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Saturday, May 23, 2009

Shaziman: Let's have more environ-friendly buildings

MALAYSIA must move towards having more "green" buildings, Works Minister Datuk Shaziman Abu Mansor says.

He plans to propose that all upcoming government buildings be "green", or environment-friendly, in their design.

"In future, I hope whenever there are new government buildings to be built, criteria like energy savings and usage of recycled water would be taken into consideration. This can bring down operations cost for the government," he told reporters at the launch of the Green Building Index (GBI) in Kuala Lumpur yesterday.

The GBI, developed by the Malaysian Institute of Architects and the Asociation of Consulting Engineers Malaysia, is essentially a rating system that gauges how "green" a building, be it residential or non-residential, is.

"It was initiated to provide the building industry a common and verifiable mechanism to benchmark buildings within the Malaysian context," said Serena Hijjas, a GBI accreditation panel member.

For now, the GBI will assess new buildings. Later, it will develop a framework that will enable it to also assess existing buildings.

Building owners, developers and consultants can apply to have buildings assessed for a marginal fee, Serena said.

"So far, we've done pilots on 11 projects, and more are coming in, so the take-up rate has been very encouraging," said Tan Loke Mun, another accreditation panel member.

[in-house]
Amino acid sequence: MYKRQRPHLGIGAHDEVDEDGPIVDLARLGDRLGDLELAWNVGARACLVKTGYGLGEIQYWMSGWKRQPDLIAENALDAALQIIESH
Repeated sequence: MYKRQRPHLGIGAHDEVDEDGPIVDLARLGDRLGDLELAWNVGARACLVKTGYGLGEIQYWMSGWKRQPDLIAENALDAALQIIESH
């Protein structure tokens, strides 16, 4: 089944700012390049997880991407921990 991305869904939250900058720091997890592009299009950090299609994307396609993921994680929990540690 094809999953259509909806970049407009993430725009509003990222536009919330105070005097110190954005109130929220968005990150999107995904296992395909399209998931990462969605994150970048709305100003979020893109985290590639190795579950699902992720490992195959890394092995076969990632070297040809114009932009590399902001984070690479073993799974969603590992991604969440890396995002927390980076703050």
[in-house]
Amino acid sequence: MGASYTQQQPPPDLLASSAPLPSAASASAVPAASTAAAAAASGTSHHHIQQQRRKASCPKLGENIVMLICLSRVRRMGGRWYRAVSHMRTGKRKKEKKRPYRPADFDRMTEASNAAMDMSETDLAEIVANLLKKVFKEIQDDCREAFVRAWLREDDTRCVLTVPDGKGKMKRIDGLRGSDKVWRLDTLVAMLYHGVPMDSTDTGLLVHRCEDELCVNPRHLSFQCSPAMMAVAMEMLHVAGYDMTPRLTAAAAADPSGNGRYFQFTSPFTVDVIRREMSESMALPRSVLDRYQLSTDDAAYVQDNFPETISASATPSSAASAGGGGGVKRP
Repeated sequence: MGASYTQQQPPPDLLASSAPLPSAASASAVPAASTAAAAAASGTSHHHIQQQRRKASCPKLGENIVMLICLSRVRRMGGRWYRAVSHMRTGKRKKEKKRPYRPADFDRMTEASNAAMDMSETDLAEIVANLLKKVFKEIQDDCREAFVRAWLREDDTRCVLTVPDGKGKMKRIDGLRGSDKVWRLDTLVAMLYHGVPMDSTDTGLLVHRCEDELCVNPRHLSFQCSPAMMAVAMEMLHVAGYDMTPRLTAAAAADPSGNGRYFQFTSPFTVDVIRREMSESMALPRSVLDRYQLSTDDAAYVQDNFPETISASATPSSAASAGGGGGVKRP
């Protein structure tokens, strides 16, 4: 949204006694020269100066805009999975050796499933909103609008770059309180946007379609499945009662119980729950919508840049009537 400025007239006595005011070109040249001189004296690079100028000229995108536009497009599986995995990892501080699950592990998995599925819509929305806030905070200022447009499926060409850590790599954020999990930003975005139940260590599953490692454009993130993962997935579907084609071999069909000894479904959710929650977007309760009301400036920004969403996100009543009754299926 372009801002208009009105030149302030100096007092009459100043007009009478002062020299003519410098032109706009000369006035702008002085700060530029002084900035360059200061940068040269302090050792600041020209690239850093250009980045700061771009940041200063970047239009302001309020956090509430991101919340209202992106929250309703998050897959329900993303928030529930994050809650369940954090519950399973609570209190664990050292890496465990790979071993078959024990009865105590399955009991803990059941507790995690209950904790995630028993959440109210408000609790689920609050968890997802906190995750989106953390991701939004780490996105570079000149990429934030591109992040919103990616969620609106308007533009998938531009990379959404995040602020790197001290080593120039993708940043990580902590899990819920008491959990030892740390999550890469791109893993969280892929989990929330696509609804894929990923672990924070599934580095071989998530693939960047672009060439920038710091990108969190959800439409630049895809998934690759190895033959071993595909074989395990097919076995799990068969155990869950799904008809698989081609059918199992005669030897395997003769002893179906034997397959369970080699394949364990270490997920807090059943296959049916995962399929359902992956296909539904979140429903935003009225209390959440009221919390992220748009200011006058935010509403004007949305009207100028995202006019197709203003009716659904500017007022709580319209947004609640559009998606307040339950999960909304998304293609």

Asked if the government plans to make it mandatory for all property developers to have their projects assessed, like in Singapore, Shaziman said it was too early to say.

"It's still at an initial stage. But on the government's part, we encourage the move towards green buildings," he remarked.

In Malaysia, the GBI will rate buildings based on six key criteria, namely energy-efficiency, indoor environmen quality, sustainable site planning and management, materials and resources, water efficiency and innovation.

A building will be assessed at the design stage as well as a year after it is first occupied, and then again every three years to ensure that it is well-maintained.

A building can be assigned a Platinum, Gold, Silver or Certified rating, depending on the scores achieved.

By Business Times (by Adeline Paul Raj) (Posted on 22May2009)

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